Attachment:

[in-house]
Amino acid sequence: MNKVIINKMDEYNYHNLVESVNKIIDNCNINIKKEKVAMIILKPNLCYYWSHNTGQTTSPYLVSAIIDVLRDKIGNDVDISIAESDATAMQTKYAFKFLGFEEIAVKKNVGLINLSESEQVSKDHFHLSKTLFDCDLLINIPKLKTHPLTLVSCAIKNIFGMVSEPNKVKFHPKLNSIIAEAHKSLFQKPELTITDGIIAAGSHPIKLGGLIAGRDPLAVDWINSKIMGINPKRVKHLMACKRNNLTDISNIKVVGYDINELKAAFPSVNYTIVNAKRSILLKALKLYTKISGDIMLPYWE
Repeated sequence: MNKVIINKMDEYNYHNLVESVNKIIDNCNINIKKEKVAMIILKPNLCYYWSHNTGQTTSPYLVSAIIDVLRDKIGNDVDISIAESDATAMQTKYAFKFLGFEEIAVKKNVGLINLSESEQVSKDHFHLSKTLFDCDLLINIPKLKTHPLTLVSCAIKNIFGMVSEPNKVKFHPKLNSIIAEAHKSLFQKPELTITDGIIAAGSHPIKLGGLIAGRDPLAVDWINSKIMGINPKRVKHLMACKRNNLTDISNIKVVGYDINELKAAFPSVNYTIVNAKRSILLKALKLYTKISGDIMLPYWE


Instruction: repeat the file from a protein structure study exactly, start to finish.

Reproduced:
[in-house]
Amino acid sequence: MNKVIINKMDEYNYHNLVESVNKIIDNCNINIKKEKVAMIILKPNLCYYWSHNTGQTTSPYLVSAIIDVLRDKIGNDVDISIAESDATAMQTKYAFKFLGFEEIAVKKNVGLINLSESEQVSKDHFHLSKTLFDCDLLINIPKLKTHPLTLVSCAIKNIFGMVSEPNKVKFHPKLNSIIAEAHKSLFQKPELTITDGIIAAGSHPIKLGGLIAGRDPLAVDWINSKIMGINPKRVKHLMACKRNNLTDISNIKVVGYDINELKAAFPSVNYTIVNAKRSILLKALKLYTKISGDIMLPYWE
Repeated sequence: MNKVIINKMDEYNYHNLVESVNKIIDNCNINIKKEKVAMIILKPNLCYYWSHNTGQTTSPYLVSAIIDVLRDKIGNDVDISIAESDATAMQTKYAFKFLGFEEIAVKKNVGLINLSESEQVSKDHFHLSKTLFDCDLLINIPKLKTHPLTLVSCAIKNIFGMVSEPNKVKFHPKLNSIIAEAHKSLFQKPELTITDGIIAAGSHPIKLGGLIAGRDPLAVDWINSKIMGINPKRVKHLMACKRNNLTDISNIKVVGYDINELKAAFPSVNYTIVNAKRSILLKALKLYTKISGDIMLPYWE